Testing Minnesota's gun show loophole

How easy is it to buy a firearm in the Twin Cities?

Both men grin in that knowing, self-contained way common to hobbyists of all stripes.

By late afternoon it was time to redouble my efforts to buy a handgun.

I came across a Hi-Point 380 ACP for $159. Hi-Point specializes in affordable handguns, perfectly reliable but not very exotic—an ideal starter gun. She was mine.

Nick Vlcek

"Can I help you?" asks a walrus-mustached man, his flaccid jowls signaling a nonchalant demeanor.

"So, um, what's the difference between a Glock and a Beretta?" I asked.

A stupid question in this environment, and also a suspicious one. It'd be like attending the Cannabis Cup and asking a vendor the difference between hashish and marijuana.

"Well, Glocks are easier to use, I suppose, with a trigger-on-trigger safety, instead of an external lever," he says. "Beretta, on the other hand, is a more traditional pistol with a hammer instead of a slide."

I opt for neither, going instead with the Hi-Point. He hands me a clipboard containing a questionnaire—the background check required of all licensed firearms dealers. The so-called "gun show loophole" refers to sales between two individuals. The occasional guy walking around with a rifle and makeshift price tag are not required to check in with the national criminal database each time they make a sale.

A permit to purchase is often confused with a permit to carry, the latter being more expensive, time-intensive, and controversial. Permits to carry, despite widespread public misunderstanding, have nothing to do with concealed carry. A permit to carry in the state of Minnesota allows anyone to walk down Hennepin Avenue armed with, say, 15 clearly visible handguns strapped across his chest if he so chooses. That's a horrible idea for many reasons, so most permit carriers voluntarily conceal.

"You have your permit to purchase, right?" asks the vendor.

The answer to the question was an unfortunate no.

"No permit to purchase?" he said. "You're shit outta luck, my friend."

THREE WEEKS LATER, the National Guard Armory in Anoka bustles with gun collectors. It's a smaller venue than the last, but with a similar number of booths and a bit more foot traffic at this noon hour. If there's a show to buy a gun without the proper credentials, this would seem to be my best chance.

But three consecutive attempts yield reactions ranging from apologetic to annoyed.

"No permit to purchase, no sale," snaps a looming, pear-shaped man as his plump hands hastily repackage what would otherwise be a sale. "Wasting your time here without one. Good day."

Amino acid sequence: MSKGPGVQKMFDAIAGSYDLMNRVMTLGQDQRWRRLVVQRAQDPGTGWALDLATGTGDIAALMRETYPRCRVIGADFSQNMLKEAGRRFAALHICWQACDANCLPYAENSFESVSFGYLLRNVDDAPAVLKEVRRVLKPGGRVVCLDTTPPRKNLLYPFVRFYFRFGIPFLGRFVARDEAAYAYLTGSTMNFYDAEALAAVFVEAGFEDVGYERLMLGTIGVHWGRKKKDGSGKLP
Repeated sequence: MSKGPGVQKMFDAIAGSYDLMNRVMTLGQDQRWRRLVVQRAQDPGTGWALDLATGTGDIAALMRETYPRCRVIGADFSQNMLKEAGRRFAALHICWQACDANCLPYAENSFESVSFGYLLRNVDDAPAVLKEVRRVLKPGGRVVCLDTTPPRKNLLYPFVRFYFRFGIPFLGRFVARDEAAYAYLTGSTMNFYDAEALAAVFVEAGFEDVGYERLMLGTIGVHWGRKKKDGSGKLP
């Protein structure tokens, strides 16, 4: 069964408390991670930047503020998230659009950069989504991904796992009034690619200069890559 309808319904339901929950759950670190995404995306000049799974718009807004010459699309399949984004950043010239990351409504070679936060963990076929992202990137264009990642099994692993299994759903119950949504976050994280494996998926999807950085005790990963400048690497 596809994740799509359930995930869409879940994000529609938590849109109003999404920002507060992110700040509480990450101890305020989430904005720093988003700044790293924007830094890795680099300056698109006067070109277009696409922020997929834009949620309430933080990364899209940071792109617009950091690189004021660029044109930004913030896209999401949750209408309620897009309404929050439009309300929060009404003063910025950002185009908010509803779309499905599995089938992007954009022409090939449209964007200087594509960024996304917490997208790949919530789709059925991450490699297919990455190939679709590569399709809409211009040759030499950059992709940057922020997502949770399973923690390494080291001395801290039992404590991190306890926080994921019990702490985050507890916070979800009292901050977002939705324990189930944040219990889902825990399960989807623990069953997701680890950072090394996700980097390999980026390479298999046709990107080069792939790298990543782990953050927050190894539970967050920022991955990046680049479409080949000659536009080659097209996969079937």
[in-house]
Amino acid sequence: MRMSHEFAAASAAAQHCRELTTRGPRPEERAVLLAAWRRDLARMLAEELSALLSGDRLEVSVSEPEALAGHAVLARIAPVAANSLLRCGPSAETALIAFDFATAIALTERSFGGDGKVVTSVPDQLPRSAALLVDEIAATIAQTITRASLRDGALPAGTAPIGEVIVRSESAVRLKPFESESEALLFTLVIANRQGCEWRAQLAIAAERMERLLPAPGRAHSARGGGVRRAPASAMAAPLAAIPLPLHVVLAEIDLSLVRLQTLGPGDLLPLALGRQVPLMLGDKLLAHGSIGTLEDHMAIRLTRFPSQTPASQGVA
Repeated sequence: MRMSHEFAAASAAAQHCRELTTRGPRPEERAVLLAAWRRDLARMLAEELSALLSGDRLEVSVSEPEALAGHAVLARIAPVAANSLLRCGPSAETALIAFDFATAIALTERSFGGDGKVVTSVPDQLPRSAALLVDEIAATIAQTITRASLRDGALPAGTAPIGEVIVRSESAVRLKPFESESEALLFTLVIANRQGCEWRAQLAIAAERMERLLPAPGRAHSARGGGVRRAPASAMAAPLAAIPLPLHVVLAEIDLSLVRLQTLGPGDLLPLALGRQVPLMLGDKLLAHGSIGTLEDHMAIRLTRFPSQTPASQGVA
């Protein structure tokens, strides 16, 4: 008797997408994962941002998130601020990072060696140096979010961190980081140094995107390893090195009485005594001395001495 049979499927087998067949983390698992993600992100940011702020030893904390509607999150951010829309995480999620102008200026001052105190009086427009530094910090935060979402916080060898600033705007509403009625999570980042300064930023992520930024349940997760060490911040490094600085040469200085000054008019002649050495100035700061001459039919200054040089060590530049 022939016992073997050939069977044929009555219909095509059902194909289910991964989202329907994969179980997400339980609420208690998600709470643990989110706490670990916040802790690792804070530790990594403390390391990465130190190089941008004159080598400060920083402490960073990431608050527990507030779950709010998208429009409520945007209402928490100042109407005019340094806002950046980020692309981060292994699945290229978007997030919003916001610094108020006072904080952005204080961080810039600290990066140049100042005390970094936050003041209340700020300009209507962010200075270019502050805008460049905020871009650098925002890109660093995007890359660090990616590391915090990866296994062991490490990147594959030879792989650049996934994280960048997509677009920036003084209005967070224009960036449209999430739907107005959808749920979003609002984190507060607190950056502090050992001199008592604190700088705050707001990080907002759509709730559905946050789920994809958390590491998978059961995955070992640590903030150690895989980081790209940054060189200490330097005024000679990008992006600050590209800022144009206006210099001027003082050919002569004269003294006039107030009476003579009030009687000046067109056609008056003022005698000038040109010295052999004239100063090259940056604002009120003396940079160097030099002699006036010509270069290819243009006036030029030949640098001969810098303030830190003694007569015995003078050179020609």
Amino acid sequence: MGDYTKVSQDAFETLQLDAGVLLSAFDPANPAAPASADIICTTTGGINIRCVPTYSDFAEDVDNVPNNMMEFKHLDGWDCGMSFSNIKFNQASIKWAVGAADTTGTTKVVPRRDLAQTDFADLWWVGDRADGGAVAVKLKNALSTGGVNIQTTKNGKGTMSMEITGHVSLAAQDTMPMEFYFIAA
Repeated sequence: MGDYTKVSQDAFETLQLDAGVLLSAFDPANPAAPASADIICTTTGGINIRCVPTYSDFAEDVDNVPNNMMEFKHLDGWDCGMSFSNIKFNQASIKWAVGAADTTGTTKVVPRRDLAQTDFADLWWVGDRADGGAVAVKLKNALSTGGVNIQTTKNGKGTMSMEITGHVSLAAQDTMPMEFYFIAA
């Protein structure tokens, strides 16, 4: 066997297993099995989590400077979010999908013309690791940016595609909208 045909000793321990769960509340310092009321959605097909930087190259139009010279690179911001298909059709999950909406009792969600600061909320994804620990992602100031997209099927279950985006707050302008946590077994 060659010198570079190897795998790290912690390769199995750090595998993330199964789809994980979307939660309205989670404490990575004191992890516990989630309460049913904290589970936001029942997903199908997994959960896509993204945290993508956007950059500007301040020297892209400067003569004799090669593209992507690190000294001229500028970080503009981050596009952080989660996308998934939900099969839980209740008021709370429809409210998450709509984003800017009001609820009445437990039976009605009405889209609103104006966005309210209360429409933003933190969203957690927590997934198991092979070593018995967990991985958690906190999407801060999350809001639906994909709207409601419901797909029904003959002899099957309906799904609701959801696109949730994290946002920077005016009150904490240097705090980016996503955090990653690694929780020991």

The vendors here are sticklers on every provision, clause, subsection, and footnote on the books. In one case, a clean-cut seller in a charcoal-black Harley Davidson shirt conversed curtly with two men, one who appeared to be in his 70s, the other fiftyish. The vendor refuses to sell more than two handguns to the befuddled duo.

"Them's the rules," says the vendor. "I don't give a fuck, but them's the rules."

"Well, in that case, I'll just buy the Colt and sell it to him," replies the elder of the two.

"Now that's a straw buy," retorted the vendor. "One hundred percent illegal. I don't give a fuck, but if I were to sell ya that after you just told me that, I'd lose my license!"

"I've known him since he was this high," says the man, holding his liver-spotted hand four feet off the floor.

"I understand that, but it's worse than dealing with the IRS if I sold ya two!"

Six days, three gun shows, and 19 attempts to buy handguns sans permit had yielded zero sales.

"WE DON'T SHOOT TO KILL," Rothman tells four students sitting attentively in a small classroom in the upstairs of an Eden Prairie sporting goods store. "We shoot to live."

The attendees are applying for conceal-and-carry permits. Two guys appear to be in their 50s, the others in their 30s. Three are white, one is Asian, all are male.

We file into what could pass for a small bowling alley. Behind the counter, through a full-length pane of glass, gunmen idly shoot paper targets. Around them, hundreds of brass casings lay on the frayed gray carpet like dead metallic roaches.

The day's test will consist of shooting a paper silhouette of a man at two distances: 15 and 21 feet, mere layups to seasoned shooters.

I go last. Taking position at the far-left gallery, I admit to being a handgun virgin.

"I'll be gentle," quips Rothman.

We start with a .22 caliber Browning Buckback, a comparatively innocuous little imp better suited to cans and targets than burglars. Ten bullets zip through the paper silhouette and it's on to more powerful fare.

Rothman produces an almost comically oversized silver revolver, an eight-shot .357 caliber Taurus 608. It's heavy, with a surprisingly mild kick, much gentler than the comparatively diminutive Taurus Model 85 .38 Special. The uninitiated might assume small pistols carry a pint-sized kick. But owing to the basic law of physics, the heavier the make, the milder the recoil.

After five minutes and 25 rounds of warm-ups, it's time for the test. An inexplicable wave of adrenaline washes through my arms and torso as I clumsily load five 9mm rounds into a magazine. I slap the magazine into the handle grip of a midnight-black semi-automatic Glock 17, and take aim.

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